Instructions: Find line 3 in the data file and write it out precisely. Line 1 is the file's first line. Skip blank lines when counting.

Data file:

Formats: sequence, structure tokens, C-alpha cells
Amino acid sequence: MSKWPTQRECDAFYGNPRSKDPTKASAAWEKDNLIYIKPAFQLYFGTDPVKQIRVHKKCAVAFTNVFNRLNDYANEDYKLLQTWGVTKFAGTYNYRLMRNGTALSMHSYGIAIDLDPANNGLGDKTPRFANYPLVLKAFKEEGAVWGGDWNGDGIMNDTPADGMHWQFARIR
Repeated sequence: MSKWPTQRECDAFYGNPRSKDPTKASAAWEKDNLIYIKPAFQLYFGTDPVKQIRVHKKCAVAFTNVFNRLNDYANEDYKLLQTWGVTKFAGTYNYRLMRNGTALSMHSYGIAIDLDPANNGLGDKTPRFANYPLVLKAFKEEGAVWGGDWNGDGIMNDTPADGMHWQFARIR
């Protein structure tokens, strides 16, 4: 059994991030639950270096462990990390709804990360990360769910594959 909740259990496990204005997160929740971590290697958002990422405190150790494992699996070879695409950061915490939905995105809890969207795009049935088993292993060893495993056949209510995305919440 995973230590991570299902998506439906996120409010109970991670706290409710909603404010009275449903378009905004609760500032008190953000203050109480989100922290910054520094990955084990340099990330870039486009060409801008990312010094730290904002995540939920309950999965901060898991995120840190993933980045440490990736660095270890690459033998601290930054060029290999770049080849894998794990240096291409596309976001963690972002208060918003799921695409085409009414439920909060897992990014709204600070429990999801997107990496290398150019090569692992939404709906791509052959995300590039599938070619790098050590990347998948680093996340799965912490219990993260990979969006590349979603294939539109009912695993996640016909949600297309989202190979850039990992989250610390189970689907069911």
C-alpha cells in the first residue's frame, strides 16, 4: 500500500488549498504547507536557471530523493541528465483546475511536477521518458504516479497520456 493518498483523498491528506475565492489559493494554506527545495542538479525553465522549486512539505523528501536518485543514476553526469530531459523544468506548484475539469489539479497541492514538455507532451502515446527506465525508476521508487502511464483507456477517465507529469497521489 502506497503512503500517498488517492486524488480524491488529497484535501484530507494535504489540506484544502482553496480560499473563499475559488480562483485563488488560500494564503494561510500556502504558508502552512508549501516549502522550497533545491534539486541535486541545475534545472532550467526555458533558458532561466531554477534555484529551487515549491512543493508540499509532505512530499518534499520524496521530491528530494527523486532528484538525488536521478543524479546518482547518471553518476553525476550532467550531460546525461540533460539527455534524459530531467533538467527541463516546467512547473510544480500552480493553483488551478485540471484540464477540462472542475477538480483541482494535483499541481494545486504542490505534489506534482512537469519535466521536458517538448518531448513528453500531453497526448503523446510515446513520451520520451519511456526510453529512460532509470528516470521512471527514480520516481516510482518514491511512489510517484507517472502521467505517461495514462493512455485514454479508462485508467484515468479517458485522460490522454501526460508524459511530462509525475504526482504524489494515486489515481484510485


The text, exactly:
Repeated sequence: MSKWPTQRECDAFYGNPRSKDPTKASAAWEKDNLIYIKPAFQLYFGTDPVKQIRVHKKCAVAFTNVFNRLNDYANEDYKLLQTWGVTKFAGTYNYRLMRNGTALSMHSYGIAIDLDPANNGLGDKTPRFANYPLVLKAFKEEGAVWGGDWNGDGIMNDTPADGMHWQFARIR